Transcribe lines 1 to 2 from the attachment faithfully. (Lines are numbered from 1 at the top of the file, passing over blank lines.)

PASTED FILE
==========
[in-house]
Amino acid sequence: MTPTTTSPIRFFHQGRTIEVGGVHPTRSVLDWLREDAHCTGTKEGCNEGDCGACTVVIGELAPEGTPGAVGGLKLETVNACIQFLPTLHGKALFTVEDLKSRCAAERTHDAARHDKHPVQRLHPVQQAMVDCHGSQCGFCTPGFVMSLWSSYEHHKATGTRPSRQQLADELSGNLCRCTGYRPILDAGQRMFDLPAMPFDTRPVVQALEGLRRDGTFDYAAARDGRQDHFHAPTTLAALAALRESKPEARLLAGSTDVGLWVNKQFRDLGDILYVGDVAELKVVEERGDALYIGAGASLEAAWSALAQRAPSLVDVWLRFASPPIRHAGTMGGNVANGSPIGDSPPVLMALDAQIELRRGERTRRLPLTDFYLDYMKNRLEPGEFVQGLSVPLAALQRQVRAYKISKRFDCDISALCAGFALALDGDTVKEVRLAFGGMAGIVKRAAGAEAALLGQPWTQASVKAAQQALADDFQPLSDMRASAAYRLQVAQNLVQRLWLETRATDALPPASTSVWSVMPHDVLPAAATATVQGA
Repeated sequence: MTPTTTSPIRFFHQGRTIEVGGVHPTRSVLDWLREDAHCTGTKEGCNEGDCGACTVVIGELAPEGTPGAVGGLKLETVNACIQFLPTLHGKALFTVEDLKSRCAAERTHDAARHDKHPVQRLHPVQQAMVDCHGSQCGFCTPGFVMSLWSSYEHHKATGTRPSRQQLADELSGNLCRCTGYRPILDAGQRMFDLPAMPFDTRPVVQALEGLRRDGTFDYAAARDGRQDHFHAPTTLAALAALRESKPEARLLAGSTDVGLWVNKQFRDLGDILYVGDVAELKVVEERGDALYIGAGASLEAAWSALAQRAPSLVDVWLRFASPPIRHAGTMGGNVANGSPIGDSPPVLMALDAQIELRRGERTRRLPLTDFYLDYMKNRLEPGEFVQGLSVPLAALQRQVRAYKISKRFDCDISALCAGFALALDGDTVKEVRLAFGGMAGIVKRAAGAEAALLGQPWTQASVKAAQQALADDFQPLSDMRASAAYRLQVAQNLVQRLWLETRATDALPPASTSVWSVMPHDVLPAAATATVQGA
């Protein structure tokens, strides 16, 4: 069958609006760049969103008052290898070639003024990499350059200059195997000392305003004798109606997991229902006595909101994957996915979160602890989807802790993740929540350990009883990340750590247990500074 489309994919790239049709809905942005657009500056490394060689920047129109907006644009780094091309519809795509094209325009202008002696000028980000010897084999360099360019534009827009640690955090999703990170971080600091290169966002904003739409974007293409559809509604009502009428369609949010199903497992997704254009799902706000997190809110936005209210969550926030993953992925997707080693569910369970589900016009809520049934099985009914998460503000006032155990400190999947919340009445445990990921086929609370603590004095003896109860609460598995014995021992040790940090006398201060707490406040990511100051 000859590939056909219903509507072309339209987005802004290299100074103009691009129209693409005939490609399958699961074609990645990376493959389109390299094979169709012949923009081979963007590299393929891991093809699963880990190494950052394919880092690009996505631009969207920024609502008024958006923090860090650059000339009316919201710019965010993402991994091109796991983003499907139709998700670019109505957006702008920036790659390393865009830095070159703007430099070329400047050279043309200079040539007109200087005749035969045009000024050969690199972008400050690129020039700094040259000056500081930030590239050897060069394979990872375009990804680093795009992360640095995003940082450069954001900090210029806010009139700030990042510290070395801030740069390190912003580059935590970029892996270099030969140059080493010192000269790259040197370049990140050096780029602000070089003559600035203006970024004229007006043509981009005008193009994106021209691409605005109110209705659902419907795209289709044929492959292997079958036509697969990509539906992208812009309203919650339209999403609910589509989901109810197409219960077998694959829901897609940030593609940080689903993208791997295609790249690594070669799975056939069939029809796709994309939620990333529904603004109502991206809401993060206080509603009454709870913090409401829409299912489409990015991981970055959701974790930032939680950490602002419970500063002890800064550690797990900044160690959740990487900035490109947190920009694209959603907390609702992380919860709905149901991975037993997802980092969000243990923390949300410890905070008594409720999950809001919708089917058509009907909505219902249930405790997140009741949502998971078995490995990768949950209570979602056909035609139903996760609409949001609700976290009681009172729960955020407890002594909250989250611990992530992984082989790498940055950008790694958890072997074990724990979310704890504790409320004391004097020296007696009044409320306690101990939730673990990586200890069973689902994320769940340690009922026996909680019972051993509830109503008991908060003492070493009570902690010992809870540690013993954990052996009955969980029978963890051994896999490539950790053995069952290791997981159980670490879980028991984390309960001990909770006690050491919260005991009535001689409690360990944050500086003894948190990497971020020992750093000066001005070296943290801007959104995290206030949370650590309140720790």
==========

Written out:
[in-house]
Amino acid sequence: MTPTTTSPIRFFHQGRTIEVGGVHPTRSVLDWLREDAHCTGTKEGCNEGDCGACTVVIGELAPEGTPGAVGGLKLETVNACIQFLPTLHGKALFTVEDLKSRCAAERTHDAARHDKHPVQRLHPVQQAMVDCHGSQCGFCTPGFVMSLWSSYEHHKATGTRPSRQQLADELSGNLCRCTGYRPILDAGQRMFDLPAMPFDTRPVVQALEGLRRDGTFDYAAARDGRQDHFHAPTTLAALAALRESKPEARLLAGSTDVGLWVNKQFRDLGDILYVGDVAELKVVEERGDALYIGAGASLEAAWSALAQRAPSLVDVWLRFASPPIRHAGTMGGNVANGSPIGDSPPVLMALDAQIELRRGERTRRLPLTDFYLDYMKNRLEPGEFVQGLSVPLAALQRQVRAYKISKRFDCDISALCAGFALALDGDTVKEVRLAFGGMAGIVKRAAGAEAALLGQPWTQASVKAAQQALADDFQPLSDMRASAAYRLQVAQNLVQRLWLETRATDALPPASTSVWSVMPHDVLPAAATATVQGA